The broking firm behind the Steel & Tube deal says the quick sale of ASX-listed Arrium’s majority stake in the materials supplier is a sign the market is alive and well.
Craigs Investment Partners sold mining and mineral company Arrium's 50.3% stake, fetching $91.2 million, within two hours after the market closed on Tuesday.
“That’s not a market that’s asleep,” says Craigs’ head of equity capital markets John Moore.
The shares were sold to a selection of New Zealand institutional shareholders at $2.05 a share yesterday.
Mr Moore said the transaction defied views the New Zealand equity market is a shell of itself, moribund and asleep.
“People have queried whether or not the market will stand up to a Mighty River Power float.
“There’s a lot of investment money in New Zealand … far too much of it is sitting in bank accounts, lots in property too, and it is actually looking for a home and equities that pay yields out there in the market.”
Mr Moore said the transaction had returned a good New Zealand asset back to New Zealand investors.
“Many say, oh dear – here’s another Aussie institution dumping a New Zealand asset.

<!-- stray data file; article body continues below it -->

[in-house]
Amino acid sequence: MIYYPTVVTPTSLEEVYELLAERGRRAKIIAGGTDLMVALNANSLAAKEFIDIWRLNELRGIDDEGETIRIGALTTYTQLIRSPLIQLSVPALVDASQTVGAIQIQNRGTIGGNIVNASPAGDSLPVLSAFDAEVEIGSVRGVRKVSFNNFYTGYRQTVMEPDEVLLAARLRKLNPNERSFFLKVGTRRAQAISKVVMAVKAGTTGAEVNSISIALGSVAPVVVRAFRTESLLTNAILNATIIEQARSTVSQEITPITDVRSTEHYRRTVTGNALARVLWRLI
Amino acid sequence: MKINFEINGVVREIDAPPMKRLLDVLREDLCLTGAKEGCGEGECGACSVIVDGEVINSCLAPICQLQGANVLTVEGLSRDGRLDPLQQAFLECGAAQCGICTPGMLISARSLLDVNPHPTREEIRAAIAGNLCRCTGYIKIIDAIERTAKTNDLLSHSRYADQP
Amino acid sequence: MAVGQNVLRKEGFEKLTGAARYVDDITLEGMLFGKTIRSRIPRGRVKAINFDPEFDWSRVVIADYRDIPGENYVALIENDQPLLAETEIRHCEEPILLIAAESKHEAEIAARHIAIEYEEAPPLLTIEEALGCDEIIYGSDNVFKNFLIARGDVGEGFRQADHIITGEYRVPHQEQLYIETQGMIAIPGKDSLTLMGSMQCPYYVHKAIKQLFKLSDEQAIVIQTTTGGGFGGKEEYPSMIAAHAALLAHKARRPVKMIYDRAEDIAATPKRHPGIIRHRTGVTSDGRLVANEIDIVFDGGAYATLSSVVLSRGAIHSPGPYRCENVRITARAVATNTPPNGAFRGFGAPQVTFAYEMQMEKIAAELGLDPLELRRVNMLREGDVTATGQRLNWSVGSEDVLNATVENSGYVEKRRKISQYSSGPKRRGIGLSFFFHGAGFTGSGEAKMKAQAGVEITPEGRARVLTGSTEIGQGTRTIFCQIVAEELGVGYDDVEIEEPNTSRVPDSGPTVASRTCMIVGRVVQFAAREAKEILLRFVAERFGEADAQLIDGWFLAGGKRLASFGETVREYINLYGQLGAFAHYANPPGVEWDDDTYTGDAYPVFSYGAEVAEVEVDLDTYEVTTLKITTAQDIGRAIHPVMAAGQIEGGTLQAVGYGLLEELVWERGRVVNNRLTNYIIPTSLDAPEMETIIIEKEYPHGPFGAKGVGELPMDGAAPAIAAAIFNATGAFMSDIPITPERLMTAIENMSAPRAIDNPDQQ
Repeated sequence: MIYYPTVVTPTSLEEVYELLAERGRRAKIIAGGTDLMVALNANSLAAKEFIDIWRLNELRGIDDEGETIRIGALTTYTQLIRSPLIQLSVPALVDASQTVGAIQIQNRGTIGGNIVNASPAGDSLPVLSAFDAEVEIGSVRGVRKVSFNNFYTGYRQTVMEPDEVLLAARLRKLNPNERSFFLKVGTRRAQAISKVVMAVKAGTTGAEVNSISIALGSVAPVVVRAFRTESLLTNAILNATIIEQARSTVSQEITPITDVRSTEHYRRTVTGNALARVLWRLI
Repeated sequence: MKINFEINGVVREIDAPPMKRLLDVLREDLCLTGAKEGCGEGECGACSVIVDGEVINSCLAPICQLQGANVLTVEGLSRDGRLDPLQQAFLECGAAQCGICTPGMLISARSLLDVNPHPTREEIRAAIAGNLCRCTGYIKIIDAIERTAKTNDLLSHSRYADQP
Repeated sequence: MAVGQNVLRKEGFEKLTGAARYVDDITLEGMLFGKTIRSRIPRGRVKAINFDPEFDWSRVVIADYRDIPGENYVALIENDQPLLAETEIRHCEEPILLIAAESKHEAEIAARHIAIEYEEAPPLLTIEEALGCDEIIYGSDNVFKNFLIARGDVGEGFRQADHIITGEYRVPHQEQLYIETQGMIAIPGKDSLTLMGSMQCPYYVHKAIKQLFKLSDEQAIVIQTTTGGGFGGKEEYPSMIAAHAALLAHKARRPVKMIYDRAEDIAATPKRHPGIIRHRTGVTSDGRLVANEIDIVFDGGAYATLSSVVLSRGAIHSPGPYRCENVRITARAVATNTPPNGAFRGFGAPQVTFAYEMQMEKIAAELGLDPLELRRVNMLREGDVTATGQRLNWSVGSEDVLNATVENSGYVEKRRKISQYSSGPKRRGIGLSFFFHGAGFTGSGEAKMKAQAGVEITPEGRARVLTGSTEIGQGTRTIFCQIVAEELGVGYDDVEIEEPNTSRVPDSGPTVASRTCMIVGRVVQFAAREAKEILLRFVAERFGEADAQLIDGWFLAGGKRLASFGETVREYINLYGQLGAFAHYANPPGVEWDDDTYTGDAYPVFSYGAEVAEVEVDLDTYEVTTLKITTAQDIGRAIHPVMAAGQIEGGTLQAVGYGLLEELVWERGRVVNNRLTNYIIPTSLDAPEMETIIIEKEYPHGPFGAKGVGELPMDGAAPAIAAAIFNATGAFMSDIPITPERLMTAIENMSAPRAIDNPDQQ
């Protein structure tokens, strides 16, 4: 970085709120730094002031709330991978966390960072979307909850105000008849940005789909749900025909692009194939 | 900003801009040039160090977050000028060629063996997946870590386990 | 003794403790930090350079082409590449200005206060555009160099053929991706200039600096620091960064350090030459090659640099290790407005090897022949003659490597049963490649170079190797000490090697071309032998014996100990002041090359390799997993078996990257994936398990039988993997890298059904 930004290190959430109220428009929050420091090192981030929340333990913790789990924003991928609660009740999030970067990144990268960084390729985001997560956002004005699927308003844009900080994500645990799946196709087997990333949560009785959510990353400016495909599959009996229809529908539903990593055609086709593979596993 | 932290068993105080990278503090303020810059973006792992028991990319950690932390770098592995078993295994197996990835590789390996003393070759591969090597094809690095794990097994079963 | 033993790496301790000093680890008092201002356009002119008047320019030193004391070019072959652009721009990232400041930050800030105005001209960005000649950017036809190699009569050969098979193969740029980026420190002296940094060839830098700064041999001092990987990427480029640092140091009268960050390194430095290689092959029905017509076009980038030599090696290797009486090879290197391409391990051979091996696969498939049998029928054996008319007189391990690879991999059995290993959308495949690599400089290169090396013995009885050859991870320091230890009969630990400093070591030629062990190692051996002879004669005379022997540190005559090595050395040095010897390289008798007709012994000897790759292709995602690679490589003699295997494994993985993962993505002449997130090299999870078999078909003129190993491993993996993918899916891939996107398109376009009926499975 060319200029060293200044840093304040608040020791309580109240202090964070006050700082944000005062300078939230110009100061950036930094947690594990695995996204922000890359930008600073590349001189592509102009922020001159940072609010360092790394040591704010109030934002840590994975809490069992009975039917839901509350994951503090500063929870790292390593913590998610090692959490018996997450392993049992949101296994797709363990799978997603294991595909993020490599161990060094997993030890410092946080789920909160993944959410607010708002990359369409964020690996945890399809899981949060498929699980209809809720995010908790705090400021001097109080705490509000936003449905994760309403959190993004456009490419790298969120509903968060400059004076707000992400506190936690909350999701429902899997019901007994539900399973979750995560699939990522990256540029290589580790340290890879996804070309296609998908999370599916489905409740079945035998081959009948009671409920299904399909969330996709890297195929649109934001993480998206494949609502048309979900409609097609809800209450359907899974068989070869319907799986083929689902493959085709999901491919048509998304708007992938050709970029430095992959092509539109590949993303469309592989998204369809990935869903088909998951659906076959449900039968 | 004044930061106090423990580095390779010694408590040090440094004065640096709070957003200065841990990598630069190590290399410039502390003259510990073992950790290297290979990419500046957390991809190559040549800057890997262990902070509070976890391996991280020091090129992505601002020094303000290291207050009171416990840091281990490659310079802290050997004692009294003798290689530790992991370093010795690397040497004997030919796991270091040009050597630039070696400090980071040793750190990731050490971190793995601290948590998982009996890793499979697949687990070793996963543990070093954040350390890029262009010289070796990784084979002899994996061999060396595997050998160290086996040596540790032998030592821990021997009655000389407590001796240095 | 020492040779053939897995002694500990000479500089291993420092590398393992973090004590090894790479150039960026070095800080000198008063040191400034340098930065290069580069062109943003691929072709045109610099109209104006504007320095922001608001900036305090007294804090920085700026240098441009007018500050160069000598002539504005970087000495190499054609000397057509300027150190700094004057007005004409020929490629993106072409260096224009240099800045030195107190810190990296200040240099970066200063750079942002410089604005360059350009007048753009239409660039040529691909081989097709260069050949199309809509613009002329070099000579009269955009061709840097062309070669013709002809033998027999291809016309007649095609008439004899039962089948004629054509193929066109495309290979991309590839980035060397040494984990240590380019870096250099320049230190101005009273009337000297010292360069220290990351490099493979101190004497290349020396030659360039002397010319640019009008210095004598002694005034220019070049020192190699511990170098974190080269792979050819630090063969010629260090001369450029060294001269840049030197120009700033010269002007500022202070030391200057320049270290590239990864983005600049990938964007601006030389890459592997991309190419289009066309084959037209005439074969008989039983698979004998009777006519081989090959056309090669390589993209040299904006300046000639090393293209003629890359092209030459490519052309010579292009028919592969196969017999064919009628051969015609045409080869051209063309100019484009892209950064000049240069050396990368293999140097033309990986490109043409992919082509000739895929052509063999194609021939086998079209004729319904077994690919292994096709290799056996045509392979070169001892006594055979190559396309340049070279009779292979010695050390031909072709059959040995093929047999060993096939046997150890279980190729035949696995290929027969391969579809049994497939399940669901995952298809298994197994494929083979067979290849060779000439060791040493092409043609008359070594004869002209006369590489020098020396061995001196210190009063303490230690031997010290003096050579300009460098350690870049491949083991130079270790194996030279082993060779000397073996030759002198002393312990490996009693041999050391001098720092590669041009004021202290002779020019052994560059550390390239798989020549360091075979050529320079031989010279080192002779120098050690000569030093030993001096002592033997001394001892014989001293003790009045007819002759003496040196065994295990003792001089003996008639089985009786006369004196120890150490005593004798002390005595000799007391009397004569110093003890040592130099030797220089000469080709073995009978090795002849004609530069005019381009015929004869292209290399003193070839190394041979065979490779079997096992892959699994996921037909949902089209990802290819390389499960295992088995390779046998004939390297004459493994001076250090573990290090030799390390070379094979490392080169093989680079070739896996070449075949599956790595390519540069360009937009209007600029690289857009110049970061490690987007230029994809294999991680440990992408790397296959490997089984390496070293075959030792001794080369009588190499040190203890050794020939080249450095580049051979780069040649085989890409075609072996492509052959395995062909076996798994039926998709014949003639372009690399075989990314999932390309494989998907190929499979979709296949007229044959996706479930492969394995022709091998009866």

“Instead, this is a good New Zealand asset back in New Zealand hands.”
Although the $2.05 sale price was a 37% discount to the market price at the time, Mr Moore says it needed to be recognised Arrium’s sale was a significant event, which had transformed Steel & Tube’s share register.
Shares in Steel & Tube had been thinly traded, without much institutional following.
The company had now set itself up for a return to the NZX50 index, which would generate more interest in the company.
Steel & Tube shares dropped 8.3% yesterday to $2.22 – 17c above the deal price.
Mr Moore says a fall in the share price was to be expected after the deal.
This article is tagged with the following keywords. Find out more about MyNBR Tags
Most listened to
- Still hope for TPP insists trade expert Stephen Jacobi
- NZIER's Christina Leung says increased migration is putting pressure on wages
- NBR’s Jenny Ruth with daily coverage of the Ralec case
- Iraq nears collapse while China doubts its own statistics in Foreign Affairs Scope with Nathan Smith
- Mark Weldon couldn't hack the pressure, says Bill Ralston